Following the 2012 amendments, the most critical consideration in determining the extent to which a worker who has a current work capacity is entitled to weekly compensation involves the determination of that worker’s earning capacity which is defined as the greater of the worker’s current weekly earnings or the worker’s ability to earn in suitable employment (Section 35(1) of the WCA).
As to what constitutes suitable employment (defined in Section 32A of the WCA), it is quite phenomenal that one no longer has regard to whether the employment is available or generally available in the employment market nor to the nature of the worker’s pre-injury employment or the worker’s place of residence. So in essence suitable employment no longer means real employment but can be employment that is theoretically available.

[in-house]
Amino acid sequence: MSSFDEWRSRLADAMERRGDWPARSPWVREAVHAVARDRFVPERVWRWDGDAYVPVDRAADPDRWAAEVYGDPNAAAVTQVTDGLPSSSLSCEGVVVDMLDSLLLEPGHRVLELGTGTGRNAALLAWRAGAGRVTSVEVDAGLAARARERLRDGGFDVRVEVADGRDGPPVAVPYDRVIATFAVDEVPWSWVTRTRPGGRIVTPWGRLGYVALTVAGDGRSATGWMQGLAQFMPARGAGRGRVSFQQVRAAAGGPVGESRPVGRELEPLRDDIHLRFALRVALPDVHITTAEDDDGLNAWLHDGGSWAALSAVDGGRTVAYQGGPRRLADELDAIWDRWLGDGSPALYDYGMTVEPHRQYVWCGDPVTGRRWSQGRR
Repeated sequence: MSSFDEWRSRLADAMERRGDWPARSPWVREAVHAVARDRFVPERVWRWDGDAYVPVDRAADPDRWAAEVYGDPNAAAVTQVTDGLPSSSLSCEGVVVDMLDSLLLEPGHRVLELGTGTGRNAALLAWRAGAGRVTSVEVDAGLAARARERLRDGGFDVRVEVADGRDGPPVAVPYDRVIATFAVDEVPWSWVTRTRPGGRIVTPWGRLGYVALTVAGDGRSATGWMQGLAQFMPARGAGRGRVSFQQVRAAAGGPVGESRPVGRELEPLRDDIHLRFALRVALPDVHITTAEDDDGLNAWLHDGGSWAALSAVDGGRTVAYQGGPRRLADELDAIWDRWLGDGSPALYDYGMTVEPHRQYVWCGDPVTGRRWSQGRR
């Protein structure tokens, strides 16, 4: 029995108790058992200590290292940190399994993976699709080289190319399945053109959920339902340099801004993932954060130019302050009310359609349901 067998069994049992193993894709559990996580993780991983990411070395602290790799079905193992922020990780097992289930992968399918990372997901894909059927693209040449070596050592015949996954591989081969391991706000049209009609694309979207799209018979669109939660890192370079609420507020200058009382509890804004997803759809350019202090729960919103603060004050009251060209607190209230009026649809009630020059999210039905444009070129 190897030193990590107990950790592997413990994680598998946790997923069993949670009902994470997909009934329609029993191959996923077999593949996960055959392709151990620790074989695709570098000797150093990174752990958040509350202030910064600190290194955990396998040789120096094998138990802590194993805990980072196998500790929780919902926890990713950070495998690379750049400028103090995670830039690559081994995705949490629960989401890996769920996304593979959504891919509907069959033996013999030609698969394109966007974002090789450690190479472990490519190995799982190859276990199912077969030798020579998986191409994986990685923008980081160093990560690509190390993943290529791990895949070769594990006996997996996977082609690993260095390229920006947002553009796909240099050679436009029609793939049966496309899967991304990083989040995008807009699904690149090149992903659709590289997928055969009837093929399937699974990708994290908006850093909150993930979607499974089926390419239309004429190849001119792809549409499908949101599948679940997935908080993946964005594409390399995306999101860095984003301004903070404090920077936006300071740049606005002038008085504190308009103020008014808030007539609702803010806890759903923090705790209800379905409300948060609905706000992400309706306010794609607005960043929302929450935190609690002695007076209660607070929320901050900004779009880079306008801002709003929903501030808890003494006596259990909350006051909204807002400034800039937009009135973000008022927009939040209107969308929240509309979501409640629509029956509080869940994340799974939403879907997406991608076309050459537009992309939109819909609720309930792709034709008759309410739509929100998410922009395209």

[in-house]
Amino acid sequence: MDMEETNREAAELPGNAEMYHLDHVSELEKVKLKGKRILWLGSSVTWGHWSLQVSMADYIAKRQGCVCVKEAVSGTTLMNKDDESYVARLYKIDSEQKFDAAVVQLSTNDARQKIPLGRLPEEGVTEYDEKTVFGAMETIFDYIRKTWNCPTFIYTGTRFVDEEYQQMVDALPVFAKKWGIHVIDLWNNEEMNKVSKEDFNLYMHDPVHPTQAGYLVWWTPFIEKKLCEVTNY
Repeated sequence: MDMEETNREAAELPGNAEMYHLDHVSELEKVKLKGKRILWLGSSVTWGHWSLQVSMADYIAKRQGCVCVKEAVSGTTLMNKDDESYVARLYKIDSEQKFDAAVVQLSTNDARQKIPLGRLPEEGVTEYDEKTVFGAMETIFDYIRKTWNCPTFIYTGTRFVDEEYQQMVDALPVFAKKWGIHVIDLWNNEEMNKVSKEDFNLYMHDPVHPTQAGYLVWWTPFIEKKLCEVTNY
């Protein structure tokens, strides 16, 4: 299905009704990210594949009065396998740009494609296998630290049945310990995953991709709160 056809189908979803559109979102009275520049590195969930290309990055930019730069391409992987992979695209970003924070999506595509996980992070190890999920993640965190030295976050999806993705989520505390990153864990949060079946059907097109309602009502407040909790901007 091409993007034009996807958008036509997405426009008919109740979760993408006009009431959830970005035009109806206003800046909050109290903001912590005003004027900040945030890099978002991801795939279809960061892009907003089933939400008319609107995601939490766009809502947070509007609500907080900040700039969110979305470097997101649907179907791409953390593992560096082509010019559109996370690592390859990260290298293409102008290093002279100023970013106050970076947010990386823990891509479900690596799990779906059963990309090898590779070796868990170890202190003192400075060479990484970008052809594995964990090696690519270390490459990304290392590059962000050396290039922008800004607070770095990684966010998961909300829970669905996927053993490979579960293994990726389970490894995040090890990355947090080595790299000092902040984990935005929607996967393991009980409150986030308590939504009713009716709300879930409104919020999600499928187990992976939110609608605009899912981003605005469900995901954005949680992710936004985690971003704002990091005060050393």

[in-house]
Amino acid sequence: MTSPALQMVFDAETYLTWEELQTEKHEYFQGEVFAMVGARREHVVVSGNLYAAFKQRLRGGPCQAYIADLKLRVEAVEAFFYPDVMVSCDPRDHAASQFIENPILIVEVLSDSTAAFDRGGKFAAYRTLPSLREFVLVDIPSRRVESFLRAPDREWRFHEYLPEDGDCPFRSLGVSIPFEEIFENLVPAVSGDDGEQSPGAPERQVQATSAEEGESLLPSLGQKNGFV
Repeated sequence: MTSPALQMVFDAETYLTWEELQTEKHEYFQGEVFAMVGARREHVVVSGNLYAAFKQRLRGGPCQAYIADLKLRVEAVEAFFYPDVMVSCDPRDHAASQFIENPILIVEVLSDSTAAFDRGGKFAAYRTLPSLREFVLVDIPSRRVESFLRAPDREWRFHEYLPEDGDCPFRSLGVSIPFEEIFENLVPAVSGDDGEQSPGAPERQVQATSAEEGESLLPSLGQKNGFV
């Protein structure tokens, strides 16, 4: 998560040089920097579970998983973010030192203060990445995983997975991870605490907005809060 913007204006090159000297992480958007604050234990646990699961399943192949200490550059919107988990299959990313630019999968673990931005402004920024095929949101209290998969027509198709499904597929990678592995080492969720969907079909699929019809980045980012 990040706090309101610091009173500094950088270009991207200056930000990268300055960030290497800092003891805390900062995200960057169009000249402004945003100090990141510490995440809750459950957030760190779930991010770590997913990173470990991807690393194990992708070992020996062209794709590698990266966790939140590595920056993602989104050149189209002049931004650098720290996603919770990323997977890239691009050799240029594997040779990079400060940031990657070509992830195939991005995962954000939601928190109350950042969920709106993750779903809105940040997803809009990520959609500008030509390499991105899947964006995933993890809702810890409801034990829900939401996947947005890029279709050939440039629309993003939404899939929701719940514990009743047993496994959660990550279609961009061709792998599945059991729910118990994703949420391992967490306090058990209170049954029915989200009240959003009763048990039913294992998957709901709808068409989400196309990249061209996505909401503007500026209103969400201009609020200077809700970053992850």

This has resulted in an extremely farcical situation that insurers are constantly encouraged to obtain evidence that maximises a worker’s capacity for work and then searched and matched with the highest possible paid employment that can be matched to that capacity whether or not it is close to the worker’s geographical location or whether or not it even currently exists in the open labour market.
This places workers who reside in areas with limited employment opportunities at great peril and also forces them to attempt to convince their doctors that they have no work capacity whatsoever.
This has made all the more perilous for the injured worker because of the limited availability to access legal advice for this particular type of dispute (until 2016 there was no paid legal advice for work capacity decisions and no access to the Workers Compensation Commission (still the case)).